The lead prosecutor for Los Angeles County announced on Thursday that her office had teamed with a nonprofit tech group to clear 66,000 past...

The lead prosecutor for Los Angeles County announced on Thursday that her office had teamed with a nonprofit tech group to clear 66,000 past marijuana convictions, some going back as long as six decades. Earlier this week, District Attorney Jackie Lacey filed a motion to erase 66,000 felony convictions going back to 1961 and another 4,000 convictions for misdemeanor offenses from 10 cities in Los Angeles County.

The motion was signed by Superior Court Judge Sam Ohta on Tuesday. With the judge’s order, approximately 22,000 offenders will no longer have a felony on the records. Another 15,000 will no longer have any criminal record at all.

“The dismissal of tens of thousands of old cannabis-related convictions in Los Angeles County will bring much-needed relief to communities of color that disproportionately suffered the unjust consequences of our nation’s drug laws,” Lacey said in a statement.

In total, 53,000 people had convictions cleared from their records. Of those, 45% are Latino, 32% are Black, and 20% are white. The district attorney’s office determined that an additional 2,142 convictions identified for possible relief were not eligible because of the offenders’ other criminal convictions.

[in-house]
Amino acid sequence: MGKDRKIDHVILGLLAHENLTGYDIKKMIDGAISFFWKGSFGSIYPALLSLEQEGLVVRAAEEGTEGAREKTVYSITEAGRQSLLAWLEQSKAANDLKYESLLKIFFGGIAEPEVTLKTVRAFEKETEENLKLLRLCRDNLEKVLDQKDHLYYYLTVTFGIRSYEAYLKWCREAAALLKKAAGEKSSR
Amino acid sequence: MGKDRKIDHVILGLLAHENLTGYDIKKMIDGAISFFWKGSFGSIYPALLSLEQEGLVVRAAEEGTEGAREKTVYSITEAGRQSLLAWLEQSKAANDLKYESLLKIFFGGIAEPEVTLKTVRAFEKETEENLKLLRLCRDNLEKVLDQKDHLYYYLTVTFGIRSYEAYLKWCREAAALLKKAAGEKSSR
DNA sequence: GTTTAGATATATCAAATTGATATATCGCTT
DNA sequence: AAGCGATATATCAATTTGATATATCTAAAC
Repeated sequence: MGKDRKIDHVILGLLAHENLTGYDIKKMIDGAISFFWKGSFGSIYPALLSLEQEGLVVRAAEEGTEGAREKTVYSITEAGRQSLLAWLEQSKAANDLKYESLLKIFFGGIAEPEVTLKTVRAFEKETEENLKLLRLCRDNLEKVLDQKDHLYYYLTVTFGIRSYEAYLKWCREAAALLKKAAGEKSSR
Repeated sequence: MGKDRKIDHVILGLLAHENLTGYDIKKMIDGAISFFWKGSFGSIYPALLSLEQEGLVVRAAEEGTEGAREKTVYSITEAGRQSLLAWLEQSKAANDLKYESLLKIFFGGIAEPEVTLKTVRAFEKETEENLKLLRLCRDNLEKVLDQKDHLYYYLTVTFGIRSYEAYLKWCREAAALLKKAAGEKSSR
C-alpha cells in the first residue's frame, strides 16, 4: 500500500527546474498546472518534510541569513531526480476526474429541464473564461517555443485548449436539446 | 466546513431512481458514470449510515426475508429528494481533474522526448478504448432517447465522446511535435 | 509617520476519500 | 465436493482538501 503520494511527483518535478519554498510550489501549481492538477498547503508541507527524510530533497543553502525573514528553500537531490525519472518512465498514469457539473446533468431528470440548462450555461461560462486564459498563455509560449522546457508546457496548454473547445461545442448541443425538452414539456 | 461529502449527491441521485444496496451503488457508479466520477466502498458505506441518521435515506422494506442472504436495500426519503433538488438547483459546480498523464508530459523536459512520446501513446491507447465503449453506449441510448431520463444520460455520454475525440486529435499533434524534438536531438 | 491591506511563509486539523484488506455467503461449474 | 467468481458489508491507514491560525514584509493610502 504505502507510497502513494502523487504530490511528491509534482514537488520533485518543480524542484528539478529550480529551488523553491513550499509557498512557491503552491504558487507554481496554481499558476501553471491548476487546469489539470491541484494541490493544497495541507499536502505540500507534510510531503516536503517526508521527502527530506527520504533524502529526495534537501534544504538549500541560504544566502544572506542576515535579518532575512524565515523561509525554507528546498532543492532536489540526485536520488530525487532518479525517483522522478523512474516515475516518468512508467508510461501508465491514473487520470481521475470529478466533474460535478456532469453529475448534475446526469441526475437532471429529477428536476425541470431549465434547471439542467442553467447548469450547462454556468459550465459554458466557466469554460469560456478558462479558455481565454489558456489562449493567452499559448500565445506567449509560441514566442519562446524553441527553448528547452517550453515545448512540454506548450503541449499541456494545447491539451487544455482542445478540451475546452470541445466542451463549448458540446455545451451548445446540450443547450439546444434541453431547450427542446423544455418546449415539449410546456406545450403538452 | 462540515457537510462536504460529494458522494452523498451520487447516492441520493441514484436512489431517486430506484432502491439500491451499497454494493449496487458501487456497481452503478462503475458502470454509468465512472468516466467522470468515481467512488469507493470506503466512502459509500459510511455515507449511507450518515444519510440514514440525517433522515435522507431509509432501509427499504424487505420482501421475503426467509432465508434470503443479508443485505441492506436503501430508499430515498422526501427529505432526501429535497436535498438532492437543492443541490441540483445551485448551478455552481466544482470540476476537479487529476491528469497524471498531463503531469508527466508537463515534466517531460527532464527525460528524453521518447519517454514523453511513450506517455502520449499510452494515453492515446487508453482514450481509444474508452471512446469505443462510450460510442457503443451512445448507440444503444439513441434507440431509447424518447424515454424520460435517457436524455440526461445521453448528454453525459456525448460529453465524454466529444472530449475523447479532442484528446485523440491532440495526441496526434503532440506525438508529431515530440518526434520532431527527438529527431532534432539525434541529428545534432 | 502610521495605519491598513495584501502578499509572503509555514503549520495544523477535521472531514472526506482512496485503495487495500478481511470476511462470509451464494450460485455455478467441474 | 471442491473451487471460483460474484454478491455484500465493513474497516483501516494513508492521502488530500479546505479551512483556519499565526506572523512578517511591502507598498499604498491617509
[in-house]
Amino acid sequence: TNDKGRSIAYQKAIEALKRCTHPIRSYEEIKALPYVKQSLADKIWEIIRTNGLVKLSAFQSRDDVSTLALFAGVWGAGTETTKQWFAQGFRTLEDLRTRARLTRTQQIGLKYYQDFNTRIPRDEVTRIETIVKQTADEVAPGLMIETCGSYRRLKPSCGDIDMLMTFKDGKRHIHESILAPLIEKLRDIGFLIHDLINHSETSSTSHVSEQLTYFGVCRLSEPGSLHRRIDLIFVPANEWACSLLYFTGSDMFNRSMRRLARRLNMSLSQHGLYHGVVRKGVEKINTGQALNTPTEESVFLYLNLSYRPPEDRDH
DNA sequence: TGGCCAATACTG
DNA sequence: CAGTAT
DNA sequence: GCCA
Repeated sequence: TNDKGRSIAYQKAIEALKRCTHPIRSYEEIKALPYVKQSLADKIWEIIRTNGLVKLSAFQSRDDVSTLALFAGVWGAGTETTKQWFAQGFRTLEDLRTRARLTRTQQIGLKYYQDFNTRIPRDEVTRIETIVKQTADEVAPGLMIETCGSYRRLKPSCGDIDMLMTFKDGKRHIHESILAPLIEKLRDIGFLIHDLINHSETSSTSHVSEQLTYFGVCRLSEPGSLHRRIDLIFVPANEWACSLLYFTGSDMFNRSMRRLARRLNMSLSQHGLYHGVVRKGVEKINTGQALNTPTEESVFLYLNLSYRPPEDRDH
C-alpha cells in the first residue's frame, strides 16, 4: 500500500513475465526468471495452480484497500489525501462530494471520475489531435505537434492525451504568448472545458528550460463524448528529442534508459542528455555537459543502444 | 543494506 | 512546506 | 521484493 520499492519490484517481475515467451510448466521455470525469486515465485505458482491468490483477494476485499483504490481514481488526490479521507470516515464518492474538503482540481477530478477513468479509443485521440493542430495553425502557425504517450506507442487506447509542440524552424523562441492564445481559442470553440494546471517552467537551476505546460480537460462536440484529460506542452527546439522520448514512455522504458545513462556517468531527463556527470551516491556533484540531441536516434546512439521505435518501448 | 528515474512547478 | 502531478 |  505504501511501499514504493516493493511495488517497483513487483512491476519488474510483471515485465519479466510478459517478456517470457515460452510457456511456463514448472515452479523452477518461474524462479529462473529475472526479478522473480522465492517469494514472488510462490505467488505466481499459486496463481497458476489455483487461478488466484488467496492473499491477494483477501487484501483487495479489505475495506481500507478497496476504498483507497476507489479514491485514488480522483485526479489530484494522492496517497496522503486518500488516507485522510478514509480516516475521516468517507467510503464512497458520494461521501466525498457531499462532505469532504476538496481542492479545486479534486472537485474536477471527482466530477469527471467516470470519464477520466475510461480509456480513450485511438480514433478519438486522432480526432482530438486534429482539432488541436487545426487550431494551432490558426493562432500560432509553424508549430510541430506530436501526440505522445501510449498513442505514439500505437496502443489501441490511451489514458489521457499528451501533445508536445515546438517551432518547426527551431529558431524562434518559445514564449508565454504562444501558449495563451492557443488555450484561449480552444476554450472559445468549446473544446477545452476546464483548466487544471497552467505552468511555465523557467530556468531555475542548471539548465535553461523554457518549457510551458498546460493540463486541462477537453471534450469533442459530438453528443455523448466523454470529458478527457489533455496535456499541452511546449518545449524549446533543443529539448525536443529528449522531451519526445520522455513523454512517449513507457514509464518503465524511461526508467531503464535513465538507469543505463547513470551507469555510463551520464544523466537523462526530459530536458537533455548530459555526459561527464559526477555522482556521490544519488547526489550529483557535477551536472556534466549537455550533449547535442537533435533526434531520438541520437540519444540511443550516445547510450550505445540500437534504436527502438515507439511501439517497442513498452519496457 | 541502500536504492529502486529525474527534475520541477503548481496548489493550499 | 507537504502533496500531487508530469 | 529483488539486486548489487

Rectifying Racial Bias

Lacey said the expungement of criminal records helps to rectify the racial inequities prevalent in the enforcement of the nation’s drug laws. In 2016, a study found that while African Americans make up just 6% of the state’s population, nearly a quarter of those serving time in California prisons exclusively for marijuana offenses are Black.

“What this does is correct that inequity of the past,” Lacey said in an interview with the Los Angeles Times. “It gives them a start, a new start.”

Under a law passed in 2018, prosecutors throughout the state were directed to proactively expunge convictions for many offenses no longer illegal and reduce many others from felonies to misdemeanors. Prosecutors have until July of this year to comply with the law.

In order to fulfill this obligation, the Los Angeles County District Attorney’s office collaborated with the nonprofit tech group Code for America to identify convictions eligible for relief. The group created an algorithm that combs through past records of convictions to identify eligible cases and automatically creates the necessary legal documents to file with the court.

Code for America has shared the algorithm with all 58 district attorneys in California. With this week’s action, the algorithm has assisted in the dismissal of 85,000 past convictions in five counties.

Evonne Silva, Code for America’s Senior Program Director of Criminal Justice, said that the 66,000 convictions cleared in Los Angeles County are an example of the role tech can play in criminal justice reform.

“This is a clear demonstration that automatic record clearance is possible at scale and can help to right the wrongs of the failed war on drugs,” she said.

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